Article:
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  • Writer's pictureKate Clarke

As Sweet as New Tobacco

Updated: Aug 2, 2020

That Western jacket I have been obsessing about? The last time Terry wore it was at The Luminaire, in Kilburn High Road. He and Wes McGhee were the opening act for Billy Joe Shaver.

It was one of those magical nights. Those Hawker boys were there, scattering their bonhomie around the place. Terry always felt he was playing to a home-crowd when John and Mark arrived, (even though Terry was Lyndhurst Road and, I believe, they grew up on Rodway Road…. enemy turf back then.)

My mum came, too. As did a sweet chap called Patrick – a long-time fan of Terry, over from Ireland. He was carefully dressed in tweeds, and he asked me to send him a piece I had just written about Kris Kristofferson. Ian Siegal was there, with a pretty little thing. He called Terry over at the end of the set to shake his hand, on account of the line: “the Gibson and the Rickenbacker, on nights as sweet as new tobacco”…from Terry's John Lennon and Johnny Cash.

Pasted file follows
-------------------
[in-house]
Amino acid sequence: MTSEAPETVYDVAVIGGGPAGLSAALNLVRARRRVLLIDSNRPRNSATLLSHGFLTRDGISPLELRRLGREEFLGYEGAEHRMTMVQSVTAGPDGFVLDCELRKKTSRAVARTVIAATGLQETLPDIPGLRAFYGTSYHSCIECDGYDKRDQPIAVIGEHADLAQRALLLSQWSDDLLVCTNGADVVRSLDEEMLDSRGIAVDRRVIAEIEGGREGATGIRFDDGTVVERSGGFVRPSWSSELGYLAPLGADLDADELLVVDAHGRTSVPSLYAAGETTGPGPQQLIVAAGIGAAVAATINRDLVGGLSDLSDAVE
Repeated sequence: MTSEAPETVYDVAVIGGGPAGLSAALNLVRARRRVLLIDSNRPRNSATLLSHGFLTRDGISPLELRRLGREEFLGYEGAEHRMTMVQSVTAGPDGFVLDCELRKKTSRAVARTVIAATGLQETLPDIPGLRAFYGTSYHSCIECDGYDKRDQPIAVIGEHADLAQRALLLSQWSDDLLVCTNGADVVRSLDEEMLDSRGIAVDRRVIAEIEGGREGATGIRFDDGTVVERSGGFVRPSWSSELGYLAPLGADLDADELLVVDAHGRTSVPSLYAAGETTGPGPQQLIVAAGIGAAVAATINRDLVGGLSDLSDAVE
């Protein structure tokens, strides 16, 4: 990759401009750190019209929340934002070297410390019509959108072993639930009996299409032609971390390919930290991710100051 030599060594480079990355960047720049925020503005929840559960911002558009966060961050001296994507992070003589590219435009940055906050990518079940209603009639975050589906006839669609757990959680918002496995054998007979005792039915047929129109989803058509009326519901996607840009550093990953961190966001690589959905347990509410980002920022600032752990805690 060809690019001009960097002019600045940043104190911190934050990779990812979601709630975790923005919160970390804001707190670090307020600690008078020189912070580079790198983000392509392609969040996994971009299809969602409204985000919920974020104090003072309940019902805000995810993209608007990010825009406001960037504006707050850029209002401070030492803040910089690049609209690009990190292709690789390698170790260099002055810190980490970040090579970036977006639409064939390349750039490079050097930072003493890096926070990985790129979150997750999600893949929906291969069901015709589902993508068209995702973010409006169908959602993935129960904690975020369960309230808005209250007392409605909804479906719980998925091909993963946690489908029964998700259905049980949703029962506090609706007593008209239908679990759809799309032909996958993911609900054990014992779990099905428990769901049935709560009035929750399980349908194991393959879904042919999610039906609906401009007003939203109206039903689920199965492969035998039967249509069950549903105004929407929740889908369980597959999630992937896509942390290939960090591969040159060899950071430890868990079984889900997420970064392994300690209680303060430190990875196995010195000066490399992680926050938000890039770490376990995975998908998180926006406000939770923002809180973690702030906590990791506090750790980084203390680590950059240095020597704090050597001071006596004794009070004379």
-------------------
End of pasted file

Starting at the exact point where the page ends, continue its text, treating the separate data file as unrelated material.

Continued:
Terry and Wes had just cut Night Ride to Birmingham together, and they were wholly in sync. Wes has a way of playing electric guitar that is knowing. Audacious. He stretches the concept of rock and roll twang to its outer limits. And then he takes it a little further to drive the point home. He would play figures and retorts on his Jazzmaster or Stratocaster that Terry and I would laugh about on the drive home. You can measure his playing in joy. I've always been tongue-tied around Wes. I regret it. His shyness, off stage, triggers mine. But I love him fiercely, as did Terry. He is the best kind of rascal and some of our sweetest times involve him.

Billy Joe Shaver. Well, he is a transcendental experience, isn’t he? I’m not sure he really is of this world. I do know that every woman there fell in love with him. Including my mum and I. It all felt holy. Everybody shone. I looked around the room several times that night, to take a 360-memory shot. I was smart enough to recognise it as a special evening, but not smart enough to know there might not be scores more just like it. However, sad times do not erase fine times. They only lend them more weight.

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